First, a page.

'Jeff, Who Lives at Home': A slacker reaches an a-ha! moment
Jeff, Who Lives at Home, with Jason Segel as the 30-year-old title character - a stoner, a slacker, a guy who can hardly get dressed, let alone get a job - begins with a monologue about the genius of M. Night Shyamalan's Signs.
Clutching a tape recorder, Segel's Jeff Thomkins ruminates about the significance of the 2002 Mel Gibson/Joaquin Phoenix movie, its themes of fate and portent, and how every little thing leads to this one significant, synchronicitous moment.
Nothing in this quiet, quirky comedy from the brothers Duplass (writer-directors Jay and Mark) comes close to Jeff's inspired, bong-fueled deconstruction of Signs, but it gives us a good idea of where this guy is coming from. And why an errant phone call isn't merely a wrong number, but a clue to something more meaningful, perhaps even life-changing.
So Jeff lives in the basement of his mom's house, safe from the blinding light of the streets of Baton Rouge. His mother (Susan Sarandon) has a real job, and a real ache of loneliness. It's her birthday, and all she wants is for her son to put on some clothes and take a bus to the hardware store to buy some wood glue. Is that too much to ask?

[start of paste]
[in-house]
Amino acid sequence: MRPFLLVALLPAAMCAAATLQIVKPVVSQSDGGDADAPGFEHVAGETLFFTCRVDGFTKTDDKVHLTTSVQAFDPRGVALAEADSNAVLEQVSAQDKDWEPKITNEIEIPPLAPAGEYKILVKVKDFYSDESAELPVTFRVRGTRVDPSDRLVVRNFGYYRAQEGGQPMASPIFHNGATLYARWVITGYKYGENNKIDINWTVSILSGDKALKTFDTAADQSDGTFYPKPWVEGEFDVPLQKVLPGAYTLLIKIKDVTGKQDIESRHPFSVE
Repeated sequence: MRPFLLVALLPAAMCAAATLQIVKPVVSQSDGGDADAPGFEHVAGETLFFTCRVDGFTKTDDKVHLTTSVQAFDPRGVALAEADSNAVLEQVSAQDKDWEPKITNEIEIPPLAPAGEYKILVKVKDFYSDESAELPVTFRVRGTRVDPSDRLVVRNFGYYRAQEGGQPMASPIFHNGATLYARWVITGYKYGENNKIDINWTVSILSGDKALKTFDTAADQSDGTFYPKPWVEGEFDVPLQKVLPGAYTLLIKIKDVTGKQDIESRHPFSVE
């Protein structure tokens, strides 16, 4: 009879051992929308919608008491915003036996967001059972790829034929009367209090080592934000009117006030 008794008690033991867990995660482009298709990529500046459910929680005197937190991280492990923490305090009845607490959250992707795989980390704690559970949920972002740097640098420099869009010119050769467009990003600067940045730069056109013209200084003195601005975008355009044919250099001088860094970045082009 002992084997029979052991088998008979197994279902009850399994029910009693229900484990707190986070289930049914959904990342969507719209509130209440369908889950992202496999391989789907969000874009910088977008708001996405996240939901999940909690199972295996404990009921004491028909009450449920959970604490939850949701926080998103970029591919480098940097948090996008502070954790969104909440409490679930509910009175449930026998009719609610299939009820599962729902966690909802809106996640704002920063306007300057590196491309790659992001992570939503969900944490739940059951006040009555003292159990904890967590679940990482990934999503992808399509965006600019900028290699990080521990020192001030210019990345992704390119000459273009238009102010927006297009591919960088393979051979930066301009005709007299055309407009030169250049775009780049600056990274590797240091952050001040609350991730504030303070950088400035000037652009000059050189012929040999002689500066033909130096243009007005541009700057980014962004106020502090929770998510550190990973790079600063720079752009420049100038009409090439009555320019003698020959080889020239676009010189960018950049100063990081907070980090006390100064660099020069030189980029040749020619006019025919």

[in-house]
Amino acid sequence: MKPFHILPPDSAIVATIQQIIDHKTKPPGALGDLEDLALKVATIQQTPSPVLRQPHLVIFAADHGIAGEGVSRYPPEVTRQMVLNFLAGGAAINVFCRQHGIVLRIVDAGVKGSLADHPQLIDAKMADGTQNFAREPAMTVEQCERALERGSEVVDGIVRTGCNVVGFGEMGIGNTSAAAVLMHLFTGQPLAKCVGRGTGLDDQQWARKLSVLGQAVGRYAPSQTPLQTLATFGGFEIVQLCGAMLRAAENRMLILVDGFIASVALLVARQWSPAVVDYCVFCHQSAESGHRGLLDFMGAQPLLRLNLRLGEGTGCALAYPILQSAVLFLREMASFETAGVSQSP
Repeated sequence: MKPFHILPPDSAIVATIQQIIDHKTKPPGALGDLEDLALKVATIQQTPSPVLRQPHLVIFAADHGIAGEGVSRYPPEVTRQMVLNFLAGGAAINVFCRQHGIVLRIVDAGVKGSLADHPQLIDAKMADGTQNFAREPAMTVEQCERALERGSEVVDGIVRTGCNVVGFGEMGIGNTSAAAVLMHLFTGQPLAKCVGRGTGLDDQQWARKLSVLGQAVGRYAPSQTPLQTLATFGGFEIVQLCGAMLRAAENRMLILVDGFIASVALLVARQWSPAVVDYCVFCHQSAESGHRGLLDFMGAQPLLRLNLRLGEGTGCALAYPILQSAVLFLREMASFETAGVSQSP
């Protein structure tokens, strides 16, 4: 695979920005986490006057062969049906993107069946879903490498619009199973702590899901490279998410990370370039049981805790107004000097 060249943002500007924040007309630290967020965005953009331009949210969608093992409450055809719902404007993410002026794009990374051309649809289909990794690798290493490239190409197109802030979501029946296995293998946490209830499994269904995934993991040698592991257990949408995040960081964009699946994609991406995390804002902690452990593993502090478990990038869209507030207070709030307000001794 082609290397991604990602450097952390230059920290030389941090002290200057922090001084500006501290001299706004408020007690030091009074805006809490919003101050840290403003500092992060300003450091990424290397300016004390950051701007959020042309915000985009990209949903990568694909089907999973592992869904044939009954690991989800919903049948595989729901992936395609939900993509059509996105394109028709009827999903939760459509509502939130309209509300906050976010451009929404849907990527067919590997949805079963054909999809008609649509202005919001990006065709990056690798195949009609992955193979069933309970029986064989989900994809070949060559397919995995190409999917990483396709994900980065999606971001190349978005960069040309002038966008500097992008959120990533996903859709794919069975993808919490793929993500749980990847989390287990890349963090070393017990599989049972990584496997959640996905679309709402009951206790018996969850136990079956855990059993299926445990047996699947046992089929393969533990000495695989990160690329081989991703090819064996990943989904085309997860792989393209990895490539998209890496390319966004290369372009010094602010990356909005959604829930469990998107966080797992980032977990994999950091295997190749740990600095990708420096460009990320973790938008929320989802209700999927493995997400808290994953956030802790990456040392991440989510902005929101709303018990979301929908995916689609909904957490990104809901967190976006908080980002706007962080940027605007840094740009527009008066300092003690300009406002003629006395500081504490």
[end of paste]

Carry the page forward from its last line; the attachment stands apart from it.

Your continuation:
And then there's Jeff's brother, Pat (Ed Helms), who is clueless in a more proactive way. He goes out and buys a Porsche, even as his wife, Linda (the great Judy Greer), says they can't afford it. And when Jeff and Pat run into each other later that day, they spy Linda having what looks like a romantic assignation. Jeff is put on the case to find out what's going on, eavesdropping from an adjacent booth in a restaurant, like some pothead sleuth.
Jeff, Who Lives at Home is shambling and talky, in the manner of the Duplasses' The Puffy Chair and Cyrus. An irritatingly cute marimba-driven score runs throughout, trying to wring poignancy out of the awkwardness, à la Miranda July. And maybe it's the Louisiana locale and the high loser quotient of its cast of characters, but the film is remindful, too, of a Frederick Barthelme short story. People lead sad lives, do peculiar or self-destructive things, and then a strange happenstance - or, in Jeff's eyes, a twist of fate - transpires.
Like Jeff's rap about Signs, the Duplasses' screenplay builds to a "perfect moment," where all the seemingly random clues Jeff has been discerning coalesce in an a-ha! moment of considerable import.
The plausibility of the finale is open to question, but the filmmaking duo's determination to take us there makes a nice kind of sense.